When I tell my wife that I am taking her somewhere in my Italian homeland, she knows my (secondary) intent is to improve or create an itinerary. That’s just the way it is. But she does not complain because we spend our time in Italy exploring beautiful places. This time was the Portofino promontory for a hiking trip.
The Portofino promontory sits over a peninsula with its towns of Camogli, Rapallo, Santa Margherita, and Portofino. The long arched line of the Ligurian coast running down from Genoa is interrupted by a square promontory, about three miles each way, with Camogli (north) and Rapallo (south) as its limits. It is perfect for short hiking tours.
This corner of northern Italy is easily accessible by train, offers good hiking trails, and excellent people-watching in places such as the piazzetta in Portofino. Among hiking tours in Italy, this one is now one of my favorites.
We took a couple of days in the first week of January to verify the state of the trails for the upcoming tour season. Our Cinque Terre Hiking Program actually starts here. The trails of the Cinque Terre are an hour south.
The Regional Park
The peninsula is part of the Portofino Regional Park. There are plenty of scattered settlement among the hills, wherever the gradient of the slopes permits. Villas and small farms appear among olive terraces and citrus groves, churches and sanctuaries. However, the area has not been overbuilt like other Ligurian coastal settlements.
The four villages vary markedly in character. We agreed that our favorite is Camogli. If there is a dominating theme in the architecture (and this includes even the more remote villas and churches) it's the colorful trompe-l'oeil painting of exteriors. Some depict window openings to give a façade a more balanced aspect.
Camogli in the Summer
Another feature, more sporadic but a good deal older, are the tower-houses. In the days when the Genovese coasts were threatened by Turks, corsairs, Venetians and other enemies, thick square towers were built either by the shore or with a more distant view of the sea. Many of these survive, several centuries old but turned (usually) into rather fine homes. They aren't always obvious, because they may now be part of a larger building - sometimes a villa with trompe-l'oeil decoration!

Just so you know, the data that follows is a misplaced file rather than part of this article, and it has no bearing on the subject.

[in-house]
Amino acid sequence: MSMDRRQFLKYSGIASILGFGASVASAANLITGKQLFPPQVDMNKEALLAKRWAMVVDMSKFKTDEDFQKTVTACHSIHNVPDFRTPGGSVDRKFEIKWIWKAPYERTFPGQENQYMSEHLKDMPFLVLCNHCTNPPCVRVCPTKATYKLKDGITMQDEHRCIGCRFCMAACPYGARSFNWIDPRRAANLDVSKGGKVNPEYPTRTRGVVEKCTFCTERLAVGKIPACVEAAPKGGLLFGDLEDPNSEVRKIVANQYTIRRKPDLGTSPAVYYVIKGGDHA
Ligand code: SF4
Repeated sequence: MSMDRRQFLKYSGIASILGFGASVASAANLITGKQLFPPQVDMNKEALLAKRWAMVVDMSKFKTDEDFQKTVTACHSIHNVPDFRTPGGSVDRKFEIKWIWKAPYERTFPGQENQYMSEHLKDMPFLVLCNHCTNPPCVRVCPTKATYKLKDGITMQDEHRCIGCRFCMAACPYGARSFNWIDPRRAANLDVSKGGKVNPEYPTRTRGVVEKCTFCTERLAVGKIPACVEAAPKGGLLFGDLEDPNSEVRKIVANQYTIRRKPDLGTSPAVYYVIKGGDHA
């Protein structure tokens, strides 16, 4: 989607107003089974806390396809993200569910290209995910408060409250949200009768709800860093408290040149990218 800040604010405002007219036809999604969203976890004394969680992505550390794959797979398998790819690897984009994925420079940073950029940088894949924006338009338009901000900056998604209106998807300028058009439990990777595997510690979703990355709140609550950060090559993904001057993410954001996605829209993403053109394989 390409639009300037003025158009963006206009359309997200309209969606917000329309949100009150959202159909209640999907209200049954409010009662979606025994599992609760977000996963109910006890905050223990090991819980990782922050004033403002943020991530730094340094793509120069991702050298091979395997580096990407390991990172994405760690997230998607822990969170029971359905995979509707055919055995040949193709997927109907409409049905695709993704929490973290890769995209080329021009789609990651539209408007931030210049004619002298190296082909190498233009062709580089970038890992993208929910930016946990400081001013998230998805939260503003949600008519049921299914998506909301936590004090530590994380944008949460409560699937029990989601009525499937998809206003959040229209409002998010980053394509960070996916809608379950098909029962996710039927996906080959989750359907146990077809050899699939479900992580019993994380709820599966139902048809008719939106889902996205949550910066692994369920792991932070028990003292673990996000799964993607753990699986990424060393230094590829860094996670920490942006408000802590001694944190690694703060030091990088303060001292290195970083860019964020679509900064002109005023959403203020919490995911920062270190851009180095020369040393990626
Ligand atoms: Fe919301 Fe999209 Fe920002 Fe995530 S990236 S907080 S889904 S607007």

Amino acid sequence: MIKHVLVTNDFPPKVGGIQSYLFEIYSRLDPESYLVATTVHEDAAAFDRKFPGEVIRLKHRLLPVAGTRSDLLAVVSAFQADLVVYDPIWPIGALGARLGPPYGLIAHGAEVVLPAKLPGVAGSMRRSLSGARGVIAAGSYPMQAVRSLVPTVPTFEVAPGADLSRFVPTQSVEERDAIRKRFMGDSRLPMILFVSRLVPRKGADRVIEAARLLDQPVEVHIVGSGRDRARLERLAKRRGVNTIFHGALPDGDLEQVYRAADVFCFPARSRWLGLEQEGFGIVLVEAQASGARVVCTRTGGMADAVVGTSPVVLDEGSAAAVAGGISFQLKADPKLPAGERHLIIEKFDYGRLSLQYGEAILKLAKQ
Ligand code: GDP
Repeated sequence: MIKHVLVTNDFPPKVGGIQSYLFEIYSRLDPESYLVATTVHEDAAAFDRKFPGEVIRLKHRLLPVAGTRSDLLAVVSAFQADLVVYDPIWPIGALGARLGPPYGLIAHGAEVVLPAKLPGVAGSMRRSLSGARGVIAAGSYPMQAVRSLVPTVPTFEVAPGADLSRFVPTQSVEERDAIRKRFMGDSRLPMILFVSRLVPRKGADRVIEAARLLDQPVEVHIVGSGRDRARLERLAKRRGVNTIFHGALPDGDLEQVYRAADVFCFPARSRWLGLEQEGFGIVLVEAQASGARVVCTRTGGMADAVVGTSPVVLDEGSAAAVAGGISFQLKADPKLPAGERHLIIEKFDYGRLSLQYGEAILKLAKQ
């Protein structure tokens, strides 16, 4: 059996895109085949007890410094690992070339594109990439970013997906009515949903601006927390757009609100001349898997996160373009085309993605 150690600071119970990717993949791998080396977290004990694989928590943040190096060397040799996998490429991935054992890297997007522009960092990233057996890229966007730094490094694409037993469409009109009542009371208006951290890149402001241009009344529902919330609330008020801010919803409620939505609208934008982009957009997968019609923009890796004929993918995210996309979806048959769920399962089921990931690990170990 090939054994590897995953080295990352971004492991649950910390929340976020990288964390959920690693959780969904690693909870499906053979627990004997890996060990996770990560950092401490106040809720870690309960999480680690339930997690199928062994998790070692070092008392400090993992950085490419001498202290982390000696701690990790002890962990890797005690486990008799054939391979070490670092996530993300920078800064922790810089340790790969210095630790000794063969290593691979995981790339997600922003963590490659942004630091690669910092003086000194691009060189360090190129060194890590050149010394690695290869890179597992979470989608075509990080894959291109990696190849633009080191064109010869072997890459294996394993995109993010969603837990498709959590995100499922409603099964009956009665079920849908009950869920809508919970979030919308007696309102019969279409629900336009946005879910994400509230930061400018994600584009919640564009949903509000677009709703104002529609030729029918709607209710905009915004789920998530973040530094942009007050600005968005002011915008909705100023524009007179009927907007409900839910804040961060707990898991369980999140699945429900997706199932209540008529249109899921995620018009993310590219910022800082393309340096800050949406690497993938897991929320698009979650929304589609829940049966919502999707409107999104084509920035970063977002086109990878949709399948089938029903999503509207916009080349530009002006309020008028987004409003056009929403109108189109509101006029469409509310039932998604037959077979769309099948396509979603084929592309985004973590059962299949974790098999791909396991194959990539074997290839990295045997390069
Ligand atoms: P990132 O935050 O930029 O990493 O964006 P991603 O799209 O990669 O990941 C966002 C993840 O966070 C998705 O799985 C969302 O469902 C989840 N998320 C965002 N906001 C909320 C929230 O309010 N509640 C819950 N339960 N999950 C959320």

Focaccia di Recco, a Specialty of Camogli
The dominant rock of the headland is a hard conglomerate, in which large pebbles and stones have been compressed together through the effects of time and pressure. This forms craggy ground where it is most exposed to the baking sun and salt winds, but elsewhere tends to break down into a dark soil. The natural vegetation on higher ground is holm oak, a low evergreen species, along with some Mediterranean pine, but this is replaced by deciduous oak and sweet chestnut in the cooler and damper conditions of the summits and northern slopes.
The promontory is rich in wildlife, including boar and both migrant and resident bird species - with peregrine falcons along the cliffs. There is also a marine reserve, to protect fish, cetaceans and sea-bed flora and fauna. In contrast, sandy beaches are scarce. This coastline is generally better for the scuba diver than the sunbather.